A study published in Cancer Research in March 2005 showed that ECGC inhibits the enzyme dihydrofolate reductase (DHFR), which cancer cells need in order to grow. In fact, DHFR is a common target of many expensive and toxic cancer drugs such as methotrexate. ECGC does not bind as strongly and is not as powerful as methotrexate , but it does not have the negative effects on normal cells found with methotrexate use.
Green Tea Boosts Immunity and Prevents the Flu
A November 2005 issue of Antiviral Research demonstrated how EGCG inhibits the flu virus from replicating in a cell culture. Scientists found that it blocks the hemagglutinin enzyme in the virus which inhibits its ability to infect other cells. It also suppresses viral RNA synthesis by altering key properties of the viral cell membrane.
ECGC has been shown to suppress the pathogenic viruses such as Epstein Barr, herpes simplex, HIV-1 and the influenza virus. Green tea contains high levels of L-theanine which has been shown to activate human gamma-delta T lymphocytes to proliferate and make interferone gamma If-G. If-G is a potent antimicrobial cytokine that is the first line of defense in the blood stream against infection.
Green tea also contains small amounts of alkylamines which are also present in pathogenic organisms. When we drink green tea, the alkylamines present act as relatively weak antigens that don’t fully activate the immune system but get it in a ready state. This primes the immune system against bacterial and viral invaders.
Green Tea as a Th2 Immune System Stimulator
Some natural health practitioners have labeled green tea as a Th2 stimulating agent. Although this hasn’t yet been proven through research, there are various case studies indicating that green tea may have this effect. This herb would be particularly effective for individuals with a Th1 dominance as it will help balance out the immune system.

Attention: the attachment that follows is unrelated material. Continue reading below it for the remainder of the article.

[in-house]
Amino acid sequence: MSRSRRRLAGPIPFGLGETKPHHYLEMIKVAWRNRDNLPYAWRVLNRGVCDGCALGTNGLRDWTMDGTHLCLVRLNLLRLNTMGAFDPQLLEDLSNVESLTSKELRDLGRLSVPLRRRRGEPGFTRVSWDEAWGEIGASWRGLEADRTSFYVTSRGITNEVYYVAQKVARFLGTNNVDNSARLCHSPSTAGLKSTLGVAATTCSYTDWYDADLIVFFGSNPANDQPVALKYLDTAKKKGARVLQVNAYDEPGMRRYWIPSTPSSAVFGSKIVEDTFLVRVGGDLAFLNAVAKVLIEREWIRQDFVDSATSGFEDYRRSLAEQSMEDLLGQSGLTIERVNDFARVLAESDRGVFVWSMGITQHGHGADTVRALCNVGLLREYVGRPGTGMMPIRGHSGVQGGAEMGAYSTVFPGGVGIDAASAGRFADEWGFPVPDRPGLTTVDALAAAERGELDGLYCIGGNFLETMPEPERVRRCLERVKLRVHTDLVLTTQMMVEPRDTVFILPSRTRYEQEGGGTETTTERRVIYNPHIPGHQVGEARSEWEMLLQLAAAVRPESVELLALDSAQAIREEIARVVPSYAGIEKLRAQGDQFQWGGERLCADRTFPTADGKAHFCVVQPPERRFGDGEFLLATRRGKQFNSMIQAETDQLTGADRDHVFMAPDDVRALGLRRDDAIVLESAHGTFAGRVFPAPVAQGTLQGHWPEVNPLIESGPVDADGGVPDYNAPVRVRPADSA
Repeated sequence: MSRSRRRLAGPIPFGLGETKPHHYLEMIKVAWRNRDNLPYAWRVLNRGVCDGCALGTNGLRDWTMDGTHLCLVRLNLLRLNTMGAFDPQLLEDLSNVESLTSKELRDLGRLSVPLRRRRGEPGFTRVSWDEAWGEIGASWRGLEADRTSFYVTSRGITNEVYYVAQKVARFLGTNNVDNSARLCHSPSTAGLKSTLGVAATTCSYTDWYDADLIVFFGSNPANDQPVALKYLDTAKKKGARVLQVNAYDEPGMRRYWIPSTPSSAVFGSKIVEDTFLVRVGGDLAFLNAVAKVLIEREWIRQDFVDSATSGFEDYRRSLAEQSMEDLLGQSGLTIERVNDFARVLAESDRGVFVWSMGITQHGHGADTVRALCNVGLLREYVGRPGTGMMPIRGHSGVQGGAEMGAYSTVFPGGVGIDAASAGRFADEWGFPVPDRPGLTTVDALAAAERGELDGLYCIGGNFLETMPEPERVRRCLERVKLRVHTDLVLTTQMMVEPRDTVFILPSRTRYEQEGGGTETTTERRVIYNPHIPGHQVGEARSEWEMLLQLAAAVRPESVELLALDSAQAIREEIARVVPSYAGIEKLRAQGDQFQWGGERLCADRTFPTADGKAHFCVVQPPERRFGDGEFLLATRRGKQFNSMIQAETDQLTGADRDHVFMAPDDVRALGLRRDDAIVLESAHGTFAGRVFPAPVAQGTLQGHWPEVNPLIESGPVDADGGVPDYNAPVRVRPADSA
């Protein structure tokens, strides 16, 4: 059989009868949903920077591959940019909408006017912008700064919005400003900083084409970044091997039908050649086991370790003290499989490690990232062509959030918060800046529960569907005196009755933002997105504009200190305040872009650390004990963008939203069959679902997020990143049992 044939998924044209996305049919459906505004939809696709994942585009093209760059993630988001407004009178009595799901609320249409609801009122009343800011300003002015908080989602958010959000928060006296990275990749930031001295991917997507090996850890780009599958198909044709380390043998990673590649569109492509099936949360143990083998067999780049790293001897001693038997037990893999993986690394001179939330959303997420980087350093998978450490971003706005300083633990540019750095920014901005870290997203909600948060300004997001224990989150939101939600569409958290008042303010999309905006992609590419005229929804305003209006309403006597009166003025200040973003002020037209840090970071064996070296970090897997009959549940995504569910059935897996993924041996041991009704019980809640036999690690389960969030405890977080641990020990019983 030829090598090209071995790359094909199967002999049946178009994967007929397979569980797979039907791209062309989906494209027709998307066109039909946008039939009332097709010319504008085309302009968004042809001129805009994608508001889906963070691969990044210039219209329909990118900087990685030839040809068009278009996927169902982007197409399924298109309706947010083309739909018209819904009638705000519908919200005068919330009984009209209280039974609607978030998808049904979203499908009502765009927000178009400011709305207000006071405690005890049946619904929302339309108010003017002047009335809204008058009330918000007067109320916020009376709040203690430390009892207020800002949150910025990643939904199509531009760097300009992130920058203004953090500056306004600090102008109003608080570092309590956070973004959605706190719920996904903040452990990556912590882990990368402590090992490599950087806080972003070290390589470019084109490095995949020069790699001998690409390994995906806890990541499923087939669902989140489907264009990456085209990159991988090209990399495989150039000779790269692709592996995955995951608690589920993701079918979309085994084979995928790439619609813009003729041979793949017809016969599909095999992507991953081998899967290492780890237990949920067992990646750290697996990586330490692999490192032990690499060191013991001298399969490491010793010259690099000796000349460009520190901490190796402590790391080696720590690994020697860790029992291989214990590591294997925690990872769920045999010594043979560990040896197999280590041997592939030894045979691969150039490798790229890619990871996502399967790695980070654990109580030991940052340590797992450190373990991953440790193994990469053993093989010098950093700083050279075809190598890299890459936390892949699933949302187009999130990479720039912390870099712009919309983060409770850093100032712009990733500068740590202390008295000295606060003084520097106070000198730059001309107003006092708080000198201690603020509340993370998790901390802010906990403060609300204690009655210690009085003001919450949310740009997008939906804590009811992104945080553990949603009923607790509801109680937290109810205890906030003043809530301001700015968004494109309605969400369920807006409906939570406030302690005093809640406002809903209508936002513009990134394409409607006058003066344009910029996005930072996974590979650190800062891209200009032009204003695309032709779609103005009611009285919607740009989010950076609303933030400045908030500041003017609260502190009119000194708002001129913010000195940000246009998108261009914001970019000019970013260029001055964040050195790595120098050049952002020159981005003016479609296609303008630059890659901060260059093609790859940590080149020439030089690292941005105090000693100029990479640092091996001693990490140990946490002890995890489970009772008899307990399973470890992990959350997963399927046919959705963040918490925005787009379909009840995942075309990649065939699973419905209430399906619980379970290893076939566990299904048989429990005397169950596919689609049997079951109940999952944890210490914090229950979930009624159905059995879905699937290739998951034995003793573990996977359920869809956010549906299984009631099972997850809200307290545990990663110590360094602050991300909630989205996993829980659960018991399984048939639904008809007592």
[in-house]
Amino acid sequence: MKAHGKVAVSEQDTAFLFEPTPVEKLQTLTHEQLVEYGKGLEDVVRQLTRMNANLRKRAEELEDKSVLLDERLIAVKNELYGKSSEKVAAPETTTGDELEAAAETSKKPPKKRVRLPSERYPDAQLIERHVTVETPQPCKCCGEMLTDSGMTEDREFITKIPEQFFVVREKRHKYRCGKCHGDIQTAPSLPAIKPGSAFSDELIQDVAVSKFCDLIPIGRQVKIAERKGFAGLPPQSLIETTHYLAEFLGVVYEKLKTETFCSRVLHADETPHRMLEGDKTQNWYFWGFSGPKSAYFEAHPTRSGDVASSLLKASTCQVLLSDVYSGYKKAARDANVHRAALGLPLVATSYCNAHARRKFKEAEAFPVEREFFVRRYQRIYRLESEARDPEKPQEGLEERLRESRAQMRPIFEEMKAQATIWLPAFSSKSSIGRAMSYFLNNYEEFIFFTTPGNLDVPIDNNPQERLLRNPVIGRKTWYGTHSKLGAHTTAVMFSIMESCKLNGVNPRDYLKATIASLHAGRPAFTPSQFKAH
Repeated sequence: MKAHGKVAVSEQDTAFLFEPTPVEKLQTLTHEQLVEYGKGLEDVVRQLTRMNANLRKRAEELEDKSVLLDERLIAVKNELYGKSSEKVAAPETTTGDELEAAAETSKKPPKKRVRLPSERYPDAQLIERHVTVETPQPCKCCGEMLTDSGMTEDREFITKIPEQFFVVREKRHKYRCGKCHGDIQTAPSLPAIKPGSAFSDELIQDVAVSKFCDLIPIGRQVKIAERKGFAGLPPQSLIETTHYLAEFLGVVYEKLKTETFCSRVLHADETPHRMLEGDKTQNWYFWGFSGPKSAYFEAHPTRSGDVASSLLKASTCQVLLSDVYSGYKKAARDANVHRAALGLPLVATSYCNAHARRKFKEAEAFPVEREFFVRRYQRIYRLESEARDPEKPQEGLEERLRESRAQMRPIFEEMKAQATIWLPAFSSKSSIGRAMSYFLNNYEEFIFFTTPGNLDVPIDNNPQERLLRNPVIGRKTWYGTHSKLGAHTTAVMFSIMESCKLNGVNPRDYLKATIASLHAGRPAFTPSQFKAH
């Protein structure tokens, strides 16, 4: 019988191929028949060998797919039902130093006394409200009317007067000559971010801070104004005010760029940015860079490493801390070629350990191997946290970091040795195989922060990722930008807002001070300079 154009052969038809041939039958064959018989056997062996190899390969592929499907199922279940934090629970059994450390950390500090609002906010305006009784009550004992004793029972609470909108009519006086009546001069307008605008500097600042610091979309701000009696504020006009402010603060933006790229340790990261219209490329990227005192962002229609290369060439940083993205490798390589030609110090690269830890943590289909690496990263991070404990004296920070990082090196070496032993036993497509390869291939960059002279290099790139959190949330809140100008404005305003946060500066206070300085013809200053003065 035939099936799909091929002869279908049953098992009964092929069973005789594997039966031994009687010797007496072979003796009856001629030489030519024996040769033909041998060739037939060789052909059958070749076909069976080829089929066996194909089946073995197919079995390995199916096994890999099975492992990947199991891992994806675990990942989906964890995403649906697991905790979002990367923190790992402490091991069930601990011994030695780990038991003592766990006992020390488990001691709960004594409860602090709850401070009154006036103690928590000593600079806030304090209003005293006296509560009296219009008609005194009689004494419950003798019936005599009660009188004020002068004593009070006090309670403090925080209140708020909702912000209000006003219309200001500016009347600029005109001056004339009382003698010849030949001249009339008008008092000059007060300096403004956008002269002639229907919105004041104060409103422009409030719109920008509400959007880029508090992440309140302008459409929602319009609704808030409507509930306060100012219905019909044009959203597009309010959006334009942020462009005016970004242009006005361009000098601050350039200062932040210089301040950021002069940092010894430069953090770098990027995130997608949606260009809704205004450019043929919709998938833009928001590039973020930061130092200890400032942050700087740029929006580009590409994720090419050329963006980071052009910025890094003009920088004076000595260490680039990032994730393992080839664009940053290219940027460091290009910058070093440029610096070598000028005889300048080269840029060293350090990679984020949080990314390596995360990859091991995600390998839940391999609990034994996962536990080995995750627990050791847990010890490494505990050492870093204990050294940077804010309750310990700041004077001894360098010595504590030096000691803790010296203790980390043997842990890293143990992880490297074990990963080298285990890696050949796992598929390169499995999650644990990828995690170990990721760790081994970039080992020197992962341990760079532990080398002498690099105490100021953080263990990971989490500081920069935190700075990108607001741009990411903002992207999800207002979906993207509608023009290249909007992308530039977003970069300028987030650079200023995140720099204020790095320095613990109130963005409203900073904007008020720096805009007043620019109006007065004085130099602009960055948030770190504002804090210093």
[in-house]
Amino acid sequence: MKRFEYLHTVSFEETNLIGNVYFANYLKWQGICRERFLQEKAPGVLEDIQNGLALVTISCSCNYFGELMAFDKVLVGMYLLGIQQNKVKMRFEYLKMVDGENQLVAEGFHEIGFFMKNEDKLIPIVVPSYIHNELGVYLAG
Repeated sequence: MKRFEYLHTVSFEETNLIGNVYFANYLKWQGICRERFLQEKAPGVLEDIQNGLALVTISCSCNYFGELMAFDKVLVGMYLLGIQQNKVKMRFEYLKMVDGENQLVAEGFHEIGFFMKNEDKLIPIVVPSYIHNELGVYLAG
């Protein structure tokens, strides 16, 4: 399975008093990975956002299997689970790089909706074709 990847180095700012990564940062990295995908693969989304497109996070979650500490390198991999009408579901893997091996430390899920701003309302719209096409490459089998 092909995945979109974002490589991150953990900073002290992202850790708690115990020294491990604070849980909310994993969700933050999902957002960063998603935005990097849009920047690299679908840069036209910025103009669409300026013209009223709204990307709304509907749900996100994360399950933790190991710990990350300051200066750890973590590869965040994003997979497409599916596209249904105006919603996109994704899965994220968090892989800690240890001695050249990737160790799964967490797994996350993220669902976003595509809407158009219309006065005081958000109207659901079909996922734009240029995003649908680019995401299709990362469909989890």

It is advisable for individuals with Th2 dominant conditions to do a supplement challenge where they intentionally see how their body responds to green tea or another Th2 stimulating compound before they begin indiscriminately using it . If it is shown through a cytokine blood test or through an herbal or supplemental challenge that the individual has a Th2 dominance, then it is best to avoid green tea.
Green Tea Caffeine Content and ContraIndications
Green tea contains caffeine, but it is less than half of that found in coffee. The amount of caffeine found in green tea varies depending upon the amount of tea used, the brand, and the quality. The first infusion of green tea leaves is the highest quality and has the most amount of caffeine.
It is extremely important to get organic green tea since the conventional tea may be highly sprayed with toxic pesticides and herbicides. Many coffee shops and big companies carry green tea that is commercially produced and contains an abundance of environmental toxins. This is not healthy and should be avoided.
Pregnant women and newborns shouldn’t drink large amounts of green tea as its ability to bind to DHFR may increase the risk of folate deficiencies in the newborn and increase the risk of spina bifida or other neural tube disorders.